Saturday, February 22, 2014

South African Airways: African International Timetable: 2013

From the mid-2013 in-flight magazine of South African Airways, which offers “Timetable Highlights,” here showing the schedule to international destinations in Africa as well as verbally describing the network to other continents. This page shows flights to Harare, Victoria Falls, Kinshasa, Accra, Abidjan, Luanda, Lagos, Windhoek, Pointe-Noire, and Cotonou

The following page is shown on the next post, which details the rest of the African network. 

Monday, February 17, 2014

Air Namibia Network, c.2000

From a brochure of Air Namibia from around the year 2000, showing the domestic, regional, and intercontinental network. From Windhoek, the airline's smaller craft fly to Walvis Bay, Lüderitz, Oranjemund, Ondongwa and Katima Mulilo in the Caprivi Strip. Namibia's neighbors are each connected by service to a single city: Maun in Northern Botswana (but not the capital, Gaborone), Victoria Falls in Zimbabwe (but not Harare) and Luanda in Angola. Air Namibia flew to both Cape Town and Johannesburg.

Long-haul routes, highlighted in bright Namibian blue, link London and Frankfurt on-board the pride-of-fleet Airbus A340 aircraft; both it and its international crew and European technical maintenance are featured prominently in the leaflet.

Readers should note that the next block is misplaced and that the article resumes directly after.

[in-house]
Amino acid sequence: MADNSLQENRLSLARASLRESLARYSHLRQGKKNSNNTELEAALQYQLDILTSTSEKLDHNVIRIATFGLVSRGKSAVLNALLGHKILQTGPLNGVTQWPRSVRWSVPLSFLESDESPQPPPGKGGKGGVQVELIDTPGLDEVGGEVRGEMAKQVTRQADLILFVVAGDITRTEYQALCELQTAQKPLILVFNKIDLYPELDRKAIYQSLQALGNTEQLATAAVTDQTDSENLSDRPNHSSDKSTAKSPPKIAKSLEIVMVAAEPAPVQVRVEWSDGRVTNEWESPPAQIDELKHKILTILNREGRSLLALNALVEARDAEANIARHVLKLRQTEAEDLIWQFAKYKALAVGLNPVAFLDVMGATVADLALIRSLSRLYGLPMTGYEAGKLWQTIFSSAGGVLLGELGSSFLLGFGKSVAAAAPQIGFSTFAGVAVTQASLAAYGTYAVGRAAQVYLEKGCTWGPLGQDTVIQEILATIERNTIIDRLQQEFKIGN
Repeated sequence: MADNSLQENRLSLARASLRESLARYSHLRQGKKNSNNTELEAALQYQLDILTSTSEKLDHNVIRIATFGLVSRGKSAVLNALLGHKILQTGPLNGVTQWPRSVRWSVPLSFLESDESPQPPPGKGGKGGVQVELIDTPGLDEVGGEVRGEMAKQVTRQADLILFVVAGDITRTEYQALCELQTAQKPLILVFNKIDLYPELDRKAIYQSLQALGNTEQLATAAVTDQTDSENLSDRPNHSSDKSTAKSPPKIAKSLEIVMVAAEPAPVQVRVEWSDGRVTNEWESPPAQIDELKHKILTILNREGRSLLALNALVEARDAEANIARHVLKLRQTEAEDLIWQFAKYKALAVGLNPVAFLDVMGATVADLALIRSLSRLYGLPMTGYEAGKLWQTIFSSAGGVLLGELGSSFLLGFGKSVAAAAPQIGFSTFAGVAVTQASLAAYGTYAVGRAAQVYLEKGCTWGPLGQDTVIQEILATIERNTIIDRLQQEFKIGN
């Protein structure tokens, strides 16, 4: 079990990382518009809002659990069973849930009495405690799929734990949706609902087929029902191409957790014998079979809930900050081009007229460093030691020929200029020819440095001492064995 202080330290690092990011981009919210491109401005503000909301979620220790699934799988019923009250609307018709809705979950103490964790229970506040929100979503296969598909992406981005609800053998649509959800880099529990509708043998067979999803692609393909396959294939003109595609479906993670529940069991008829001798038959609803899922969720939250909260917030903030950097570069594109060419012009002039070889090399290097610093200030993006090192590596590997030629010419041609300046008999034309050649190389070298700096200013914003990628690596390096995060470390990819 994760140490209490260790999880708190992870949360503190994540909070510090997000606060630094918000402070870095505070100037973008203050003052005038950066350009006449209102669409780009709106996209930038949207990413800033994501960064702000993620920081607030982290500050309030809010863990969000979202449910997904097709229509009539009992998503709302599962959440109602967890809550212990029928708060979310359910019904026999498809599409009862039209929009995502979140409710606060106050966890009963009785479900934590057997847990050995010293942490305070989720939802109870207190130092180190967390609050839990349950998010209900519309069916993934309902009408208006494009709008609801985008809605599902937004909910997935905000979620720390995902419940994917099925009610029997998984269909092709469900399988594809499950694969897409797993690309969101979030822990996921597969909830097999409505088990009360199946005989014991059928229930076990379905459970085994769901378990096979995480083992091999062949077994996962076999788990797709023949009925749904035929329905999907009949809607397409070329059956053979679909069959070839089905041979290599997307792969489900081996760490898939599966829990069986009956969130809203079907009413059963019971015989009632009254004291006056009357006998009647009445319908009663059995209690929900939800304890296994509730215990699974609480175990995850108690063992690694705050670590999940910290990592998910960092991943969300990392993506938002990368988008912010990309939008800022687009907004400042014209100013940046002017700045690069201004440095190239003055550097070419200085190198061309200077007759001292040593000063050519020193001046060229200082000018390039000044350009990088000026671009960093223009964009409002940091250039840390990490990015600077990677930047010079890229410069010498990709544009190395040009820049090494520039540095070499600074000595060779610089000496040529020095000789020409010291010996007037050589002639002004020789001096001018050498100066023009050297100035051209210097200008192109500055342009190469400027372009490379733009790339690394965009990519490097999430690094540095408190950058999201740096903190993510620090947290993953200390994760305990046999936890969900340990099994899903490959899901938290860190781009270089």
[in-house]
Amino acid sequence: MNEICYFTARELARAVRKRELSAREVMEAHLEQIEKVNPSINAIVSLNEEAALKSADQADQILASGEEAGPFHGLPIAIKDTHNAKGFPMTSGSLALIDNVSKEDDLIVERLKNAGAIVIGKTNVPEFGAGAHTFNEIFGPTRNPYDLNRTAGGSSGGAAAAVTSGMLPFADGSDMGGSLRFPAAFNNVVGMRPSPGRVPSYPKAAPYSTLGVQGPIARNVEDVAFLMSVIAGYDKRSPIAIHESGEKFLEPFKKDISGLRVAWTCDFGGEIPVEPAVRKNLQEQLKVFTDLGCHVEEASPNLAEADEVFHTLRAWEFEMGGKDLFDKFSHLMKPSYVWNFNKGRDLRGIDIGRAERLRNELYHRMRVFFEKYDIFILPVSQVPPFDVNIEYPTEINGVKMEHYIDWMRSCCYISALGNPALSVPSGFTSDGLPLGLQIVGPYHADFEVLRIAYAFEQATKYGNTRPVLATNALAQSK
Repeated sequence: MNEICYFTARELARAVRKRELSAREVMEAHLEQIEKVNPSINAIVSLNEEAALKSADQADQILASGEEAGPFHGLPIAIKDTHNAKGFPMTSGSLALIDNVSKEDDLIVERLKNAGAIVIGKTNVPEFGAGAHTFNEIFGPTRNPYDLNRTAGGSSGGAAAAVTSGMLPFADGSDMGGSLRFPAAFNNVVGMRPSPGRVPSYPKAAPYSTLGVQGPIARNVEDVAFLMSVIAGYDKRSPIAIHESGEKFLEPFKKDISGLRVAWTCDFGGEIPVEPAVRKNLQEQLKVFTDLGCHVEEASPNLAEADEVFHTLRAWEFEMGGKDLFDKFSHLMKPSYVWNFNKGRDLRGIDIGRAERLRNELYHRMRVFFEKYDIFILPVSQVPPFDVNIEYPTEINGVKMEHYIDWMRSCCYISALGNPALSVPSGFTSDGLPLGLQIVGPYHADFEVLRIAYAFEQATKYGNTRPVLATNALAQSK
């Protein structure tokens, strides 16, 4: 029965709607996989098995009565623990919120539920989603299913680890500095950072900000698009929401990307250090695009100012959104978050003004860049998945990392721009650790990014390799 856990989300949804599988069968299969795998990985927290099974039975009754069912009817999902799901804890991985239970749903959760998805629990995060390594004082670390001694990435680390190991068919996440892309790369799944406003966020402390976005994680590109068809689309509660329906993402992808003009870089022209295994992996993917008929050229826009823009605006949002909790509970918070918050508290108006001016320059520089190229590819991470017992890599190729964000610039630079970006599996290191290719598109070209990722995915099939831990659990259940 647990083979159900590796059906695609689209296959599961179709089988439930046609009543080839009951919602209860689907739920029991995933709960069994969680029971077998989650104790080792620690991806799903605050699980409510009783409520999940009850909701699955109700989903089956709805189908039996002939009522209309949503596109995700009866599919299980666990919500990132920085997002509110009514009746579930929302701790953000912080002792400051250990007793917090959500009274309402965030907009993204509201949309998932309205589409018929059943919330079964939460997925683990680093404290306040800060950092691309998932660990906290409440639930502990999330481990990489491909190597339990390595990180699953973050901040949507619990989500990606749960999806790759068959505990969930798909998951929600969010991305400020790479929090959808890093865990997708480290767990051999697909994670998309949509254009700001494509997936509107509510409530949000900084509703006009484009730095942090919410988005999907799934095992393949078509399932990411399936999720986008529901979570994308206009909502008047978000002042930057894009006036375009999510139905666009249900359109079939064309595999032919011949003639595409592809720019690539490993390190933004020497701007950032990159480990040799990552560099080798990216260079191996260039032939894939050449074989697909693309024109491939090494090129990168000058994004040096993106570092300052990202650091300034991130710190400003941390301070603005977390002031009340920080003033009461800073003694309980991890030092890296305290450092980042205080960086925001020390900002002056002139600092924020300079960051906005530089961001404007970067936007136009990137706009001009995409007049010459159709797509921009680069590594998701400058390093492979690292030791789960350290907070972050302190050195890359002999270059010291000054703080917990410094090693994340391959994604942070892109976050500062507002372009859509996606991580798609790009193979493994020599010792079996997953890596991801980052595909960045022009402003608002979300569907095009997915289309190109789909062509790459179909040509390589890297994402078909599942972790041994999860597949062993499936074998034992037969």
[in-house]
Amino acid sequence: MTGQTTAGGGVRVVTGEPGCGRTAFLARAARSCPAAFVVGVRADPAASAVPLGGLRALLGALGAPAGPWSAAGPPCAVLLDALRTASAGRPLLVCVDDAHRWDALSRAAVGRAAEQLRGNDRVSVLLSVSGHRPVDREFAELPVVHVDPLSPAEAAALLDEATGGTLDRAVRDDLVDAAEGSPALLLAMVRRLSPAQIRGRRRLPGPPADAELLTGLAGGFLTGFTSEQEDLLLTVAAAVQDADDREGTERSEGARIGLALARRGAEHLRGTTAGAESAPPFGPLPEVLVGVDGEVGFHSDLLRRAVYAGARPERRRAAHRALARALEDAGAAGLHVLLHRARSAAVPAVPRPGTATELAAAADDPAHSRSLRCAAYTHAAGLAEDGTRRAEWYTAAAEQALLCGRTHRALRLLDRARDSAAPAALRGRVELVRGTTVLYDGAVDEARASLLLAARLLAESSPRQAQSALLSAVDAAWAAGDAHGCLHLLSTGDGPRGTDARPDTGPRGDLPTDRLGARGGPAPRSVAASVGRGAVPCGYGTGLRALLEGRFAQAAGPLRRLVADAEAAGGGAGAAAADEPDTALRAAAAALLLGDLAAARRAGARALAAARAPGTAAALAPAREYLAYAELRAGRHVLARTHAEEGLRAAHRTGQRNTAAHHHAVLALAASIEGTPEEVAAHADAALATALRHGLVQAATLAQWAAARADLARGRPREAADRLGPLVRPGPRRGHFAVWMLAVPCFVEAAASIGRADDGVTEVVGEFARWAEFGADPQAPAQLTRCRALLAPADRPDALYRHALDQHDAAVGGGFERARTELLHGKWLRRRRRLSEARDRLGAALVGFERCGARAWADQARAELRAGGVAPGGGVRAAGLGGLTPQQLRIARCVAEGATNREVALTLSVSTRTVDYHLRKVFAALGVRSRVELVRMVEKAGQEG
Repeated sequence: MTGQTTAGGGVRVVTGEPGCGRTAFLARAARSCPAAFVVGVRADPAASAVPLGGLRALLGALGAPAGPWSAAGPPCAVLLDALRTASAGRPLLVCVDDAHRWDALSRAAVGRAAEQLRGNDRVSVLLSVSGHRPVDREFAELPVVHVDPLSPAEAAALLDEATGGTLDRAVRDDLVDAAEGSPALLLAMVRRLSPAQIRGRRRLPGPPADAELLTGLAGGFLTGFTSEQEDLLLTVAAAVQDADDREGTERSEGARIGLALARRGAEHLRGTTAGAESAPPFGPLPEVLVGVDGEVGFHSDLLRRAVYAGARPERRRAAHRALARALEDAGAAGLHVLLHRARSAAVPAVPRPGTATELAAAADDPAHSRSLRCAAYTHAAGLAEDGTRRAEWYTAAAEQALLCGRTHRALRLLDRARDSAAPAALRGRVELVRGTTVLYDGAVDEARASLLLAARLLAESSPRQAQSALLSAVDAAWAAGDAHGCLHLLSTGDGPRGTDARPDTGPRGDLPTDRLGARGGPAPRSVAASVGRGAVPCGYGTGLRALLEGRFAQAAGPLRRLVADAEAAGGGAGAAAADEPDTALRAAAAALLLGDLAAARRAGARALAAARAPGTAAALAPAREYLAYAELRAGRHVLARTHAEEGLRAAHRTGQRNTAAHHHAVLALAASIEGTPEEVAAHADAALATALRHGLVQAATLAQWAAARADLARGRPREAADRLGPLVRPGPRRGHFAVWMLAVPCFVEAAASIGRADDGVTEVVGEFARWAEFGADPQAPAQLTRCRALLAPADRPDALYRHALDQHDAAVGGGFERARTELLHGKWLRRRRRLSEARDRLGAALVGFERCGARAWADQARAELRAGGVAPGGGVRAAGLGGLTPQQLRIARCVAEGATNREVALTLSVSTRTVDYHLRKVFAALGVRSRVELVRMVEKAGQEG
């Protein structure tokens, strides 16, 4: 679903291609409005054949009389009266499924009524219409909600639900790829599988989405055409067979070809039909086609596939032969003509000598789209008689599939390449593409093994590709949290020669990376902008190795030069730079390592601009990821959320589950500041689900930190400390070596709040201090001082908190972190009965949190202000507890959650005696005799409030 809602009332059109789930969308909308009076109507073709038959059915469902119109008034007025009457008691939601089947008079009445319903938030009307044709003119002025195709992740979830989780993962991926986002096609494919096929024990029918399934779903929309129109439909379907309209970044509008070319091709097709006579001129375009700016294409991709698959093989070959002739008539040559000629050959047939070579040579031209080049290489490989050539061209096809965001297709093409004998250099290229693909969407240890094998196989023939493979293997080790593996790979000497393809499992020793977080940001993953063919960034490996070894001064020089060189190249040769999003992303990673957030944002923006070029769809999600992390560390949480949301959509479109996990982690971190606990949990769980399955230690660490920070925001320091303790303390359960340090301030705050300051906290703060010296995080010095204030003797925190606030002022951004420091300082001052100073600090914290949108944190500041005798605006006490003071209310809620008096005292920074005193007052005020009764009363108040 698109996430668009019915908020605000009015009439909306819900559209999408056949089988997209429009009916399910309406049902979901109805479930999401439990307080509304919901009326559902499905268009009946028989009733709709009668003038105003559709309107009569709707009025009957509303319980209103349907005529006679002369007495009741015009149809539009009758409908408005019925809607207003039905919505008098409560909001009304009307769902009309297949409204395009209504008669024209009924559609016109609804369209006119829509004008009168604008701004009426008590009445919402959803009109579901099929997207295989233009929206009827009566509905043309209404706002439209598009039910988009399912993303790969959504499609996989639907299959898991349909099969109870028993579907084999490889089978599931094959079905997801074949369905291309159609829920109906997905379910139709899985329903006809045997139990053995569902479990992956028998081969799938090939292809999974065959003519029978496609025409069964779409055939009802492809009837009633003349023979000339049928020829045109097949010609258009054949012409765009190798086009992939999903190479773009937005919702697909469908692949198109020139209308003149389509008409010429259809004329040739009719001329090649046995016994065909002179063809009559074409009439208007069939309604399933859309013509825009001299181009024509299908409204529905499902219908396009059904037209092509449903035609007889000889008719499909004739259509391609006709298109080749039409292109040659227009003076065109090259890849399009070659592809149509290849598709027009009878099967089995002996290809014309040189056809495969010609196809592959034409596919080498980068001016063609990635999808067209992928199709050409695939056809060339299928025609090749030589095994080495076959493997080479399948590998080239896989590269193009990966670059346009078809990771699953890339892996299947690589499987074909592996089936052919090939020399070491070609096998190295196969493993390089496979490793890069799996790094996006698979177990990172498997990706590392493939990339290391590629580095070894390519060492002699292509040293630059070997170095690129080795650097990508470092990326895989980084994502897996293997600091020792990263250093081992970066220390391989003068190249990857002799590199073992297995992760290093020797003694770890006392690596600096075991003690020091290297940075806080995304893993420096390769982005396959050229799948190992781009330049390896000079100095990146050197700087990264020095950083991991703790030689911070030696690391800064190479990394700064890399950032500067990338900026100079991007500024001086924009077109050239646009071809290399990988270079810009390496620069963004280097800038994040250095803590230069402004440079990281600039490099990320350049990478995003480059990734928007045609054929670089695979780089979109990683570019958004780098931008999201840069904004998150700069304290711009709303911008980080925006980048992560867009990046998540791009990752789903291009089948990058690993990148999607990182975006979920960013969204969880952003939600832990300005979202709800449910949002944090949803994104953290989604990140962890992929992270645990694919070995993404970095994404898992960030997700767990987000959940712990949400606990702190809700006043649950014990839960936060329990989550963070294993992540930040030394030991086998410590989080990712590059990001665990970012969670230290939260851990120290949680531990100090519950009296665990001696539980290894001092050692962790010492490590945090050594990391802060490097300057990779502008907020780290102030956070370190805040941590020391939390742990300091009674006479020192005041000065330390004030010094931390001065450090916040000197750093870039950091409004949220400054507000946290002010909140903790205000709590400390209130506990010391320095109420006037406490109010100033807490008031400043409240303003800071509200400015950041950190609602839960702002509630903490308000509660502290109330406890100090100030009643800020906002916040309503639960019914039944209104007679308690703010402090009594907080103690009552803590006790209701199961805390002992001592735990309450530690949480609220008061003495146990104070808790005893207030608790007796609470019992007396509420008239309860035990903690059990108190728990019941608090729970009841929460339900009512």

Sunday, February 16, 2014

Zambezi Airlines: Joburg and Back on the Same Day, December 2010

After the liquidation of flag carrier Zambia Airways in 1995, the Republic of Zambia has had several unsuccessful successors. Zambezi Airlines lasted from 2008 until 2011, during which time never extended beyond the regional cone, but did offer this reasonable rate to Johannesburg, presumably from Lusaka, although the taxes are excluded. Still, not bad for a quick holiday shopping trip.

Saturday, February 15, 2014

Zambia Airways: Quick Reference Timetable, Winter 1995

 Staying the Eastern and Southern portion of Africa, here is an historic document from nearly twenty years ago, a quick reference timetable for Zambia Airways which expired on 25 March 1995. The cover provides an index to five pages of flight services, divided from and to Lusaka, the little airline's all-important hub. At the top, an international route network shows flights to five southern African capitals: Lilongwe, Gaborone, Johannesburg, Manzini and Harare, as well as a more distant service to Nairobi and Dar Es Salaam. Two longer flag-ship routes, to Bombay and London, were undoubtedly the pride of the company. Other regional and domestic routes to Lubumbashi, Ndola, Chipata, Mansa, Kasama and Mfuwe are listed inside the timetable but not shown on the map.

Wednesday, February 12, 2014

Kenya Airways: The Eastern and Southern Africa Routes, 2011.

A detail of the previous post showing the Kenya Airways network stretching across eastern and Southern Africa: non-stops to Gaborone and Johannesburg, and a inter-linked network of services to Lusaka, Lilongwe, Harare and Maputo, whereas Nampula in northern Mozambique is served non-stop. There are also direct flights to Lubumbashi and Ndola in the trans-national copperbelt, and flights stretching into the Indian Ocean to Antananarivo, Moroni and Victoria in the Seychelles. Zanzibar is connected to Mombasa, Bujumbura and Kigali are also linked. Flights northwards include Juba and in the Horn of Africa Addis Ababa and Djibouti.

Kenya Airways: the Africa Network, November 2011